Create online connections

Most schools have a partner club, and partner clubs are now increasingly a basic feature of B-school life since they have become pivotal to the student community. Do an online search for the relevant B-school partner social media group, and request to join it. Once you are in, observe the threads and join in the conversation when relevant. If you have any worries, here would a good place to voice them out and seek advice. There may also be other networks in which the admin staff from the B-school and partners interact—find out about them and sign up. You can also connect directly with the student life admin staff if you have more administrative concerns.

Create a comfortable living environment

One of the biggest logistical hassles of relocating is the act of moving and finding a place to stay. So it’s important to be practical and realistic about your living arrangements. By creating a comfortable living situation that caters to your needs, you are making your life easier, from the very start. Think about the different resources and amenities that you use on a daily or weekly basis and look for the same in your new area. Some schools have resources that share information about surrounding residential areas, so tap into those too. When you do this in advance, you will be able to somewhat anticipate the things that are going to change in terms of support and resources. This will, in turn, lessen the stress of the move.

Get out of your comfort zone, from now

A large part of business school is about the friendships that form. B-schoolers are looking for authentic relationships. So, before entering the B-school bubble, look to get outside of your comfort zone socially. Start by having a meal or coffee with someone who is dissimilar to you in culture and/or personality, and get to know them. Open a conversation with someone you haven’t met before but constantly see on your daily routines. By expanding your social circle, you will not only get a chance to get to know people who are vastly different from you, but also, by the time you arrive at the beloved B-school, you would have gotten the hang of it.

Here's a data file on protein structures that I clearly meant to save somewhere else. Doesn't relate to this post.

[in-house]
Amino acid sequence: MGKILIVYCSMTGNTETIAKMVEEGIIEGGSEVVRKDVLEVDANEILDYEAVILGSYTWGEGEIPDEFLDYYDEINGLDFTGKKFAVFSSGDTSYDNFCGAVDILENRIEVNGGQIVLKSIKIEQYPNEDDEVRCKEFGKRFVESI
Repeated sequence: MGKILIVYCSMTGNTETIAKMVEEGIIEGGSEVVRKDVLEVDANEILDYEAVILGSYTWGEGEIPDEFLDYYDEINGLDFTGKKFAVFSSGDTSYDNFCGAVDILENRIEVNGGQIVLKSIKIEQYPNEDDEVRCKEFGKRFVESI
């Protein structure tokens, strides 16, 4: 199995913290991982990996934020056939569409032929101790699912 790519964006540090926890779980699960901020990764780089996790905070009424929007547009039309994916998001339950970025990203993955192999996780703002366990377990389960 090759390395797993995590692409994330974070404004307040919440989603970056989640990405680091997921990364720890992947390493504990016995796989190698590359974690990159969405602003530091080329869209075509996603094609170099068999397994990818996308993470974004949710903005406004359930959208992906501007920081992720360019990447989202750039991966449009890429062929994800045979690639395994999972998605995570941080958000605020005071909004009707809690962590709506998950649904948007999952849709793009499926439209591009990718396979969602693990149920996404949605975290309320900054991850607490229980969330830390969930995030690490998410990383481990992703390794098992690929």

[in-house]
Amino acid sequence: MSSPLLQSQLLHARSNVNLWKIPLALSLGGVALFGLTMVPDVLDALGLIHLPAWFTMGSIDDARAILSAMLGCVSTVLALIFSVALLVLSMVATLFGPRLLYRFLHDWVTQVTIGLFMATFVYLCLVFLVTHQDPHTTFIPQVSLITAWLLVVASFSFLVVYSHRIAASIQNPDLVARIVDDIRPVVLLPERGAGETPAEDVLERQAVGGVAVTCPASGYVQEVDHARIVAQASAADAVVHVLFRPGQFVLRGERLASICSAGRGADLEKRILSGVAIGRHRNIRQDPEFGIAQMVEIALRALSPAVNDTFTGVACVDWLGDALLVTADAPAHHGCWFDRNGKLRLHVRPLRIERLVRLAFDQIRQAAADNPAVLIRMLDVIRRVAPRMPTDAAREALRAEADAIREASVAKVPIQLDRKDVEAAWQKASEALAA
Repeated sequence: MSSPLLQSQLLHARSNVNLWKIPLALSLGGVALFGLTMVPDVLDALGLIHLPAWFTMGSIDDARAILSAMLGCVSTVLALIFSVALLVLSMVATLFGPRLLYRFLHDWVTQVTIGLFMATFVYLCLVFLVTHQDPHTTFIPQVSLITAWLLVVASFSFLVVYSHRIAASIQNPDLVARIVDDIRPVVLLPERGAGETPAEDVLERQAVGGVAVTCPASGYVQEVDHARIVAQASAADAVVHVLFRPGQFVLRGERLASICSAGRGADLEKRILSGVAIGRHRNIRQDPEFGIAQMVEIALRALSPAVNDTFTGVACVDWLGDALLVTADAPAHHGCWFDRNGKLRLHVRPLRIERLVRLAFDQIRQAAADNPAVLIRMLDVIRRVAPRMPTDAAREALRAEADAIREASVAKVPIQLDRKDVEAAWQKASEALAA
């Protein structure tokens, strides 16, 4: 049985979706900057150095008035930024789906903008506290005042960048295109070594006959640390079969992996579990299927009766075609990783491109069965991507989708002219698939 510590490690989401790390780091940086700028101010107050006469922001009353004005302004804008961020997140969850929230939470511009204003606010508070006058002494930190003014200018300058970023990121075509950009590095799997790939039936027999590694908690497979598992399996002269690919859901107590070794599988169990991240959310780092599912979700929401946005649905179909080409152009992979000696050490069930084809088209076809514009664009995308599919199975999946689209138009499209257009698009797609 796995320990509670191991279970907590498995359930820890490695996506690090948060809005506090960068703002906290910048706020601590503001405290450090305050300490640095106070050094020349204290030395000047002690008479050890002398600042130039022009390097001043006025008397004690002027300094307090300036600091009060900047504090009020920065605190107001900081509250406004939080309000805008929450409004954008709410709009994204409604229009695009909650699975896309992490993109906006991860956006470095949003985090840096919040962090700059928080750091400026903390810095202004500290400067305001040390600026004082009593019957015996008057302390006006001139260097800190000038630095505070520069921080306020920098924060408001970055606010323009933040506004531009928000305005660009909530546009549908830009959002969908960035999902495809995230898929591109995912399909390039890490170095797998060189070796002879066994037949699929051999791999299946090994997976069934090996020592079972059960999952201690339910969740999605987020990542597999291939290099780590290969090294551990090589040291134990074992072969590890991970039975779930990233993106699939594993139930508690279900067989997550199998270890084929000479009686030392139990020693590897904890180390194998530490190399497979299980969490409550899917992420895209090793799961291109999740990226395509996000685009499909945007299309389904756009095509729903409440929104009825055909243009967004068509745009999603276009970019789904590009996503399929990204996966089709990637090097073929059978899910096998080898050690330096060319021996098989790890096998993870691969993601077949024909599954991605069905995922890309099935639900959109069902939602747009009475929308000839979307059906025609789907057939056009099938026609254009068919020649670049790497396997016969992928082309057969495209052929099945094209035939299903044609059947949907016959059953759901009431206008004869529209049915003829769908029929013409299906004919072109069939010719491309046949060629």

Hopefully these five pointers will prove helpful in your move to B-school. For more insightful tips, you can check out the guidebook for MBA partners on Amazon (link in bio). Once you’ve taken all the above steps into consideration…Now What?

Well, nowget ready for the ride of your life. 


Author Mona Bijjani

Mona Bijjani is a Singapore-based author, entrepreneur and INSEAD MBA candidate. A true third culture kid, she was born in Saudi Arabia, grew up in Lebanon, and has since lived in Europe, the Middle East, and Asia. Her book, The Unofficial Guide to Business School Partner Life, is the first book to be created in this niche genre, a cross between Success Self-Help and Business Education. Tech-geek, forever student and former INSEAD partner, Mona is also a facilitator, developing several workshops and online courses, which you can find at


About The Author

John A. Byrne is the founder and editor-in-chief of C-Change Media, publishers of Poets&Quants and four other higher education websites. He has authored or co-authored more than ten books, including two New York Times bestsellers. John is the former executive editor of Businessweek, editor-in-chief of Businessweek. com, editor-in-chief of Fast Company, and the creator of the first regularly published rankings of business schools. As the co-founder of CentreCourt MBA Festivals, he hopes to meet you at the next MBA event in-person or online.